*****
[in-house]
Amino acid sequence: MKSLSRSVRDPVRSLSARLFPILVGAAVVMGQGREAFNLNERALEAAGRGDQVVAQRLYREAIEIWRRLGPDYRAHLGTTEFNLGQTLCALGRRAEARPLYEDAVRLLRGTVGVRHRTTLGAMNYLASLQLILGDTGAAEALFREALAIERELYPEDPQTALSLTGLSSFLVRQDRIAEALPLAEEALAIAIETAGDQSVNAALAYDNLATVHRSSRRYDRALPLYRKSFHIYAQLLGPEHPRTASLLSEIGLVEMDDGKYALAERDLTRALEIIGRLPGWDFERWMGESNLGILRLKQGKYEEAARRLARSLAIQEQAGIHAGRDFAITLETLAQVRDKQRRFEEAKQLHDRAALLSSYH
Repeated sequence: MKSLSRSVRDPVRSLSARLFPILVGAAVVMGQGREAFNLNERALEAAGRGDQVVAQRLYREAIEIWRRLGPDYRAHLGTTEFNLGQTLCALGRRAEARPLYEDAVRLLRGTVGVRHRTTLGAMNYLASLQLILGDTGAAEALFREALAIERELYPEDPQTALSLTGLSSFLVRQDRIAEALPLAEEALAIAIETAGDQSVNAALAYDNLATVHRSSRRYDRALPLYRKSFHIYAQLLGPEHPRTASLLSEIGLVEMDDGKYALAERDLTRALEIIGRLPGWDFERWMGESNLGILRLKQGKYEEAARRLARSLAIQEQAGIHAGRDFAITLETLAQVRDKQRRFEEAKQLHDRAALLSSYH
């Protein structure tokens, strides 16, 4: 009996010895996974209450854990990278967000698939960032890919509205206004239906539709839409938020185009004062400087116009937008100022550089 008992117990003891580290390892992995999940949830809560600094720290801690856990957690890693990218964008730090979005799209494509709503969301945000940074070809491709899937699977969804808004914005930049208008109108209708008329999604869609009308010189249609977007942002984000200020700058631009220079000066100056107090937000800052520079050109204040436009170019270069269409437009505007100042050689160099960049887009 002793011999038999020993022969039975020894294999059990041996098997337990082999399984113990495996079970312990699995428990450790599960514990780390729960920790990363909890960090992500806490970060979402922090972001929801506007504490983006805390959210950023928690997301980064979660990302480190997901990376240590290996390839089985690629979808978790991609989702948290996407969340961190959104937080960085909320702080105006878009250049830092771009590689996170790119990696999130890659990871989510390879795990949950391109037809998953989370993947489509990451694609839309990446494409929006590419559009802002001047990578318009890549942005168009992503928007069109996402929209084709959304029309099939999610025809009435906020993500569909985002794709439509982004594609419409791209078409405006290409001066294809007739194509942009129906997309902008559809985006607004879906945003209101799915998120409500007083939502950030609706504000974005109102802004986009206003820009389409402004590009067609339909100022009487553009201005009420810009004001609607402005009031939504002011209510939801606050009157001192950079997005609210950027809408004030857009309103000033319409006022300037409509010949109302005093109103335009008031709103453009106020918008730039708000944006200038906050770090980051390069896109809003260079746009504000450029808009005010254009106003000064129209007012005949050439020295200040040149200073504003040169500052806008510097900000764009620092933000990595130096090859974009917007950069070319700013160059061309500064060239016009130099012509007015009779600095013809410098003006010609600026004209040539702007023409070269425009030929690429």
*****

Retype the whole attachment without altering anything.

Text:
[in-house]
Amino acid sequence: MKSLSRSVRDPVRSLSARLFPILVGAAVVMGQGREAFNLNERALEAAGRGDQVVAQRLYREAIEIWRRLGPDYRAHLGTTEFNLGQTLCALGRRAEARPLYEDAVRLLRGTVGVRHRTTLGAMNYLASLQLILGDTGAAEALFREALAIERELYPEDPQTALSLTGLSSFLVRQDRIAEALPLAEEALAIAIETAGDQSVNAALAYDNLATVHRSSRRYDRALPLYRKSFHIYAQLLGPEHPRTASLLSEIGLVEMDDGKYALAERDLTRALEIIGRLPGWDFERWMGESNLGILRLKQGKYEEAARRLARSLAIQEQAGIHAGRDFAITLETLAQVRDKQRRFEEAKQLHDRAALLSSYH
Repeated sequence: MKSLSRSVRDPVRSLSARLFPILVGAAVVMGQGREAFNLNERALEAAGRGDQVVAQRLYREAIEIWRRLGPDYRAHLGTTEFNLGQTLCALGRRAEARPLYEDAVRLLRGTVGVRHRTTLGAMNYLASLQLILGDTGAAEALFREALAIERELYPEDPQTALSLTGLSSFLVRQDRIAEALPLAEEALAIAIETAGDQSVNAALAYDNLATVHRSSRRYDRALPLYRKSFHIYAQLLGPEHPRTASLLSEIGLVEMDDGKYALAERDLTRALEIIGRLPGWDFERWMGESNLGILRLKQGKYEEAARRLARSLAIQEQAGIHAGRDFAITLETLAQVRDKQRRFEEAKQLHDRAALLSSYH
């Protein structure tokens, strides 16, 4: 009996010895996974209450854990990278967000698939960032890919509205206004239906539709839409938020185009004062400087116009937008100022550089 008992117990003891580290390892992995999940949830809560600094720290801690856990957690890693990218964008730090979005799209494509709503969301945000940074070809491709899937699977969804808004914005930049208008109108209708008329999604869609009308010189249609977007942002984000200020700058631009220079000066100056107090937000800052520079050109204040436009170019270069269409437009505007100042050689160099960049887009 002793011999038999020993022969039975020894294999059990041996098997337990082999399984113990495996079970312990699995428990450790599960514990780390729960920790990363909890960090992500806490970060979402922090972001929801506007504490983006805390959210950023928690997301980064979660990302480190997901990376240590290996390839089985690629979808978790991609989702948290996407969340961190959104937080960085909320702080105006878009250049830092771009590689996170790119990696999130890659990871989510390879795990949950391109037809998953989370993947489509990451694609839309990446494409929006590419559009802002001047990578318009890549942005168009992503928007069109996402929209084709959304029309099939999610025809009435906020993500569909985002794709439509982004594609419409791209078409405006290409001066294809007739194509942009129906997309902008559809985006607004879906945003209101799915998120409500007083939502950030609706504000974005109102802004986009206003820009389409402004590009067609339909100022009487553009201005009420810009004001609607402005009031939504002011209510939801606050009157001192950079997005609210950027809408004030857009309103000033319409006022300037409509010949109302005093109103335009008031709103453009106020918008730039708000944006200038906050770090980051390069896109809003260079746009504000450029808009005010254009106003000064129209007012005949050439020295200040040149200073504003040169500052806008510097900000764009620092933000990595130096090859974009917007950069070319700013160059061309500064060239016009130099012509007015009779600095013809410098003006010609600026004209040539702007023409070269425009030929690429």